It’s common for high-growth and seasonal businesses to have occasional shortfalls in their checking accounts. The reason relates to the cash conversion cycle — that is, it takes time to collect on customer invoices. In the meantime, of course, employees and suppliers want to get paid. The “cash gap” is currently getting wider for many companies. A recent study by CFO / The Hackett Group shows that the cash conversion cycle increased from 35.2 days in 2021 to 36.4 days in 2022. To add insult to injury, interest rates and many operational costs are rising.
Fortunately, when cash is tight, small business owners can sometimes turn to receivables for relief. Here are some strategies for converting outstanding invoices into fast cash to pay bills.
Applying for a Line of Credit
A line of credit can be collateralized by unpaid invoices, just like you pledge equipment and property for conventional term loans. Banks typically charge fees and interest for securitized receivables. Each financial institution sets its own rates and conditions, but these arrangements generally provide immediate loans for up to 90% of the value of an outstanding debt and are typically repaid as customers pay their bills.
For example, a custom manufacturer had difficulty making payroll after two of its large clients delayed payment on outstanding invoices. A local bank gave the company a line of credit for $80,000. To secure the loan, the company was required to put up $100,000 in unpaid invoices as collateral and then repay the loan, plus fees and interest, once customers remitted payments.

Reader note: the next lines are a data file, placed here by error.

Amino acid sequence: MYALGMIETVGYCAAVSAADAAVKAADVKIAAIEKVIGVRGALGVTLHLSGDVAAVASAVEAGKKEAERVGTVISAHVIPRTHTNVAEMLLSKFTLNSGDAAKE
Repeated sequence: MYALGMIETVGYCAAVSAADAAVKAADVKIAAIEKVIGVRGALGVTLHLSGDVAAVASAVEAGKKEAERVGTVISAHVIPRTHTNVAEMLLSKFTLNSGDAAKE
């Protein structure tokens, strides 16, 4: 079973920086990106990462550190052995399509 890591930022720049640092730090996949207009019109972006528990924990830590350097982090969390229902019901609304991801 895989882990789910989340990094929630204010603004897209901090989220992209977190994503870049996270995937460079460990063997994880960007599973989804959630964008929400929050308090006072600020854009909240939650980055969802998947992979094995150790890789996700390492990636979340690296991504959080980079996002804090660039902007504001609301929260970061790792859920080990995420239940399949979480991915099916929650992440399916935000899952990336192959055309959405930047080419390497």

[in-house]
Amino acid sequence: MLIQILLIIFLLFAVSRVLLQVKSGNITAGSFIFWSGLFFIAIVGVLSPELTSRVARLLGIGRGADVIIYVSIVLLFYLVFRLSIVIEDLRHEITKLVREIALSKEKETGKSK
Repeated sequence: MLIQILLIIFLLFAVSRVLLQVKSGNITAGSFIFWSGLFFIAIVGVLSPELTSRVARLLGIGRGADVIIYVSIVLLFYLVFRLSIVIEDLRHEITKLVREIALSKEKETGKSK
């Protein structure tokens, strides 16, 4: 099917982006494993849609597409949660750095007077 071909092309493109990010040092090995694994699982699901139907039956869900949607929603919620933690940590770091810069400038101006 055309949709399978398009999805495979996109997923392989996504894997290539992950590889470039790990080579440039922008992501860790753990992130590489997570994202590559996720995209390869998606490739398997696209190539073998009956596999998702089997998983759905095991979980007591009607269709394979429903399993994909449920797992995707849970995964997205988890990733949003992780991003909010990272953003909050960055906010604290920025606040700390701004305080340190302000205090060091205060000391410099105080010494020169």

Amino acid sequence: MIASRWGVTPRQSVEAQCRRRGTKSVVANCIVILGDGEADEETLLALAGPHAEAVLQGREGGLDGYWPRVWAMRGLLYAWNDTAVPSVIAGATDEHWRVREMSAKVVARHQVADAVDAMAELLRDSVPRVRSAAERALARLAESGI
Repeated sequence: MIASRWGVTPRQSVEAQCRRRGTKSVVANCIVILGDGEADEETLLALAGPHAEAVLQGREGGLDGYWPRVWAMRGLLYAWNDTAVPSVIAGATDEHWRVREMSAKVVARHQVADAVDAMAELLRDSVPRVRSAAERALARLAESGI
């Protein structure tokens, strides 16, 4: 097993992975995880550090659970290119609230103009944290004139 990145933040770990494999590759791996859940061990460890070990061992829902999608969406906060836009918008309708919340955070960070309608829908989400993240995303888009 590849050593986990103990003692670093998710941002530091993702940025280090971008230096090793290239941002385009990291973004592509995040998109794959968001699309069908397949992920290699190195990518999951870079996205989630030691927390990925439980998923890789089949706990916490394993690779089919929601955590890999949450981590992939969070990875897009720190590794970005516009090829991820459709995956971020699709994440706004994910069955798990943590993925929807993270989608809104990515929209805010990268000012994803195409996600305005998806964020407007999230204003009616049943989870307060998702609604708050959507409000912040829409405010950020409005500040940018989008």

Factoring is another option for companies that want to monetize uncollected receivables. Here, receivables are sold to a third-party factoring company for immediate cash.
Beware: Costs associated with receivables factoring can be much higher than those for collateral-based loans. And factoring companies are likely to scrutinize the creditworthiness of your customers. But selling receivables for upfront cash may be advantageous, especially for smaller businesses, because it reduces the burden on accounting staff and saves time.
For instance, a wholesaler faced cash flow issues because customers were paying bills between 60 and 90 days after issuance. As a result, the owner used a high-interest-rate credit card to make payroll and spent at least three days a month chasing down late bills. So, the owner sold off roughly $200,000 of the company’s annual receivables to an online factoring firm. This saved the company hundreds of personnel hours annually and allowed it to stop building up high-rate credit card interest expenses, while considerably easing cash flow concerns.
We can Help
Before monetizing receivables, banks and factoring companies will ask for a receivables aging schedule — and most won’t touch any receivable that’s over 90 days outstanding. Before you write off your stale receivables, call customers and ask what’s happening. Sometimes you might be able to negotiate a lower amount — this might be better than nothing if your customer is facing bankruptcy. If all else fails, you might consider a commission-based collection agency or collection attorney.